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The New York Post
DALLAS — Surely, albeit too slowly to protect athletes currently at risk, change is coming to the way the NHL addresses hits to the head. That is the most significant takeaway from the general managers' meeting that was held Thursday in advance of the draft.
According to several sources in attendance, a notable number of GMs support amending Rule 48 to outlaw all hits to the head, including incidental contact. But there was also a consensus not to change the rule for the 2018-19 season while the league reviews unintended consequences that will inevitably follow.
Two managers who spoke to Slap Shots on the condition of anonymity used essentially the same language in characterizing the subject: "We know it has to change and it will change, but not right away."
For better or worse, the sport's physical element and old-style intimidation have already essentially disappeared from the landscape. There might be a reduction in hitting, but at least the kind of sneaky, gratuitous kind of head shot Tom Wilson delivered to Brian Dumoulin would presumably come to an end. And maybe players would learn to hit through the body.
The NHLPA, meanwhile, has never conducted a formal poll of its membership regarding this subject. We're told that just as a subset of players have argued against outlawing fighting from the game (by dramatically increasing the penalties attached to fisticuffs), there are those who worry penalizing even incidental hits to the head will a have a negative impact on a segment of players.
But new and newer generations of athletes now own the ice. They use their brains. Want to keep them, too. Change is coming.
We are 14 months away from the NHL and NHLPA being able to exercise re-openers on the CBA. The league has until Sept. 1, 2019 and the PA until Sept. 15, 2019 to opt-out. If either side re-opens, the agreement expires following the 2019-20 season. The sides are expected to chat informally this summer, but no formal meetings have been scheduled.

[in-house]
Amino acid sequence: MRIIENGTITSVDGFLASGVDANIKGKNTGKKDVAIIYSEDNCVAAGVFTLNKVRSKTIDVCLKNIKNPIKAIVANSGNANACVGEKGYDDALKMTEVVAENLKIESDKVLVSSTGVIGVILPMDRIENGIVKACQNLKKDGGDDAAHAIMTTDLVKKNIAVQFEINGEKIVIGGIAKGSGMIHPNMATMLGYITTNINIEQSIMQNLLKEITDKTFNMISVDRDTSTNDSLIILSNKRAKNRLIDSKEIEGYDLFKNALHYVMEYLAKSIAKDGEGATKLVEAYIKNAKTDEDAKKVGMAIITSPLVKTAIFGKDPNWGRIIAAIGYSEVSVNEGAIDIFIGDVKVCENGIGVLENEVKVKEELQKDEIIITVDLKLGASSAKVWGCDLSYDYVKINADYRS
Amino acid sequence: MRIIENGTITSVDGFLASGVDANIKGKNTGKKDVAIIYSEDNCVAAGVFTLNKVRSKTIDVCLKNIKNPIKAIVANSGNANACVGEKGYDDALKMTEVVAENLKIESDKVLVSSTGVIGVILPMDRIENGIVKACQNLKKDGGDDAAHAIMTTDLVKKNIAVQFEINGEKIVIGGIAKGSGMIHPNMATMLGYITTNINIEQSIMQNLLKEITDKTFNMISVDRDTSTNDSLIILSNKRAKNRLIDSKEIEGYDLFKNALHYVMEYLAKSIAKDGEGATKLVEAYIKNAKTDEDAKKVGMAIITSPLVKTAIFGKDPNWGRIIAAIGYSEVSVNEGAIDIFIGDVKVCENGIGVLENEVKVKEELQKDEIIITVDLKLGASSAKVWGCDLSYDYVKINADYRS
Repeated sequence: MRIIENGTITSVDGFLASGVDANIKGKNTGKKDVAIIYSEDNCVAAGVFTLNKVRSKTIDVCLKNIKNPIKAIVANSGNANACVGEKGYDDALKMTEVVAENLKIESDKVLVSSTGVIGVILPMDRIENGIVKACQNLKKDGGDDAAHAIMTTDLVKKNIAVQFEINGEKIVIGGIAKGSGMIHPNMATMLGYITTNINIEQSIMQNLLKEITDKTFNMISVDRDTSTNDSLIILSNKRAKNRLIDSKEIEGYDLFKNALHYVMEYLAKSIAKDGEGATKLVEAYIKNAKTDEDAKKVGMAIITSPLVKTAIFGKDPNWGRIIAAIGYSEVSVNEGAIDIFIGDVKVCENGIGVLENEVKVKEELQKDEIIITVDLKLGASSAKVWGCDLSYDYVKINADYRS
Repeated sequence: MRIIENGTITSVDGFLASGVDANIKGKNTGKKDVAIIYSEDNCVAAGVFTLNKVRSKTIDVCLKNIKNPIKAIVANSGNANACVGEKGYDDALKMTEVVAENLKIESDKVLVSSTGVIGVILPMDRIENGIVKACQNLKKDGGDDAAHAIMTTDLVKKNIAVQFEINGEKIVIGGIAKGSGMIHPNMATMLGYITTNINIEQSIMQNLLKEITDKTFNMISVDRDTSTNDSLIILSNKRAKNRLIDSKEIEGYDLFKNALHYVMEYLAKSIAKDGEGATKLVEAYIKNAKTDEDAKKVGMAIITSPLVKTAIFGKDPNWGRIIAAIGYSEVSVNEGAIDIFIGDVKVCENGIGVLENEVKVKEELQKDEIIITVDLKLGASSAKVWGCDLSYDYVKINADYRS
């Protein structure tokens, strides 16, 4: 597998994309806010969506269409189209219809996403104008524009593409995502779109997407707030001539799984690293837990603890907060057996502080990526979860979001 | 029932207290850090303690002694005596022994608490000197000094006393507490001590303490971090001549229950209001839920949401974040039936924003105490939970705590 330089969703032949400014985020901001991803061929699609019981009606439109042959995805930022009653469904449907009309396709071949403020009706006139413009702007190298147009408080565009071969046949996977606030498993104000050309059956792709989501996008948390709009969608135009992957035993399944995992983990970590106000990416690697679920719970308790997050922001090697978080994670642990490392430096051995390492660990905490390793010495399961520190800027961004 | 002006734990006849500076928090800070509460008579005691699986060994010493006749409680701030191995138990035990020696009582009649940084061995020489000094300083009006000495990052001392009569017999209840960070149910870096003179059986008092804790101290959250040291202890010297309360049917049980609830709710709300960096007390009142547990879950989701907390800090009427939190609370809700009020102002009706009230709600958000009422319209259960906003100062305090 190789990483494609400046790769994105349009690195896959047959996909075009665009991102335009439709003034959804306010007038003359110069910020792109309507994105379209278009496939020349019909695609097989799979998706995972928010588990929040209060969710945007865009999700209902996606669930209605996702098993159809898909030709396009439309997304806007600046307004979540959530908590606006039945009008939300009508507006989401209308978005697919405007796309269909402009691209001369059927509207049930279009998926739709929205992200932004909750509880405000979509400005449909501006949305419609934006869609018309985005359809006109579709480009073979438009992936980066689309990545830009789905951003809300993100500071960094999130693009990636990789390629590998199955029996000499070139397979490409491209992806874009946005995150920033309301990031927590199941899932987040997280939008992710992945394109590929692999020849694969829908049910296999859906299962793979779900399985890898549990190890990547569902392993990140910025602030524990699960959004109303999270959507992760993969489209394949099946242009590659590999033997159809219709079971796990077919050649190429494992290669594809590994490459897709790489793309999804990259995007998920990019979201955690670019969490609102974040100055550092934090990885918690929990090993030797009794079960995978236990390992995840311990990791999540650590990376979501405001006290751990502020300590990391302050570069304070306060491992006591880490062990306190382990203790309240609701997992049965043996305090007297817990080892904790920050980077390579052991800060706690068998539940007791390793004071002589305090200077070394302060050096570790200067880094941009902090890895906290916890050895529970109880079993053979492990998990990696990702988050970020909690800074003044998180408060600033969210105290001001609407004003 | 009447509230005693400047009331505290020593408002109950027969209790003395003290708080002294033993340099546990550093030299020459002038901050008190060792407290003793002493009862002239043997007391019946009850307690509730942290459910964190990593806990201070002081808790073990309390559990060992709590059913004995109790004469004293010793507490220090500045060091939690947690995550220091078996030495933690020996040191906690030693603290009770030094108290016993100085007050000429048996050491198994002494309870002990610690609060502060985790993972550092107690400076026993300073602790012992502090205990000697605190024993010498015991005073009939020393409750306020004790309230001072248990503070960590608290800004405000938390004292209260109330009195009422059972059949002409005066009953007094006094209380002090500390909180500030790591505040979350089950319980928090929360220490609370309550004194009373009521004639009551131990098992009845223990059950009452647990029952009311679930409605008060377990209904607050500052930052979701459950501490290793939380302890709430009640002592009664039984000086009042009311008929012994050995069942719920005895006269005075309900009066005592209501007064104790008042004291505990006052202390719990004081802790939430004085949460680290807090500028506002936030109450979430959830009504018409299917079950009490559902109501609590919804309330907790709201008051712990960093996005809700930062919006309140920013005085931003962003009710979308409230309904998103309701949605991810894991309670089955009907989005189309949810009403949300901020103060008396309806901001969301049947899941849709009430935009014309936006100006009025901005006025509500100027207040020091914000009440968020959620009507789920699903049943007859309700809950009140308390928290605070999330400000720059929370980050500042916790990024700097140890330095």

The league is expected to move to redefine hockey-related revenue in order to come away with a larger share of its 50-50 cut. There will likely be a push to set a maximum contract term at five years, the hill on which Deputy Dawg Bill Daly died during the 2012-13 Owners' Lockout III. And we have been told by a mole that Gary Bettman has already addressed/lectured the Board of Governors on the topic of signing bonuses for the lockout season; as in, stop giving them out.
Biometrics will be a significant issue in the talks. Indeed, we're told the issue is already arising in certain precincts. We're told that there are teams taking the position they own the right to monitor, for instance, a players' heartbeat 24 hours a day, seven days a week, 52 weeks a year. The players quite naturally feel otherwise. Who wouldn't?
By the way, where did you spend last night, "Mr. Jacobs?"
Artemi Panarin's decision not to engage in negotiations for an extension with the Blue Jackets was motivated solely by his desire to play and live in a major market. You (and more to the point, he) can take it to the bank that the Rangers will be all in if the transcendent Bread Man reaches free agency next summer.
Seven years after sitting back for months during the NHL's persecution — sorry, prosecution — of the Ilya Kovalchuk circumvention case, the Kings finally got the winger whom they have lusted after for so long. We're told Los Angeles originally floated a one-year offer to Kovalchuk, but that did not fly. The deal that was agreed to Saturday (and will be signed on July 1) is for three years at $6.25 million per season.
Boston and San Jose, suitors left at the altar, may circle back to Rick Nash, all three entities part of the Joe Thornton connection.
Brendan Shanahan may be doing a fine job for the Maple Leafs, but just try to tell me that he's not the Islanders' MVP.
Carolina unveiled an alternate jersey for this season, and I must say, I am deeply offended that it doesn't feature a Candy Cane as the logo.
Finally, I'm not saying that Lou Lamoriello tampered with Barry Trotz, but then why is Petr Nedved going to Washington as compensation?
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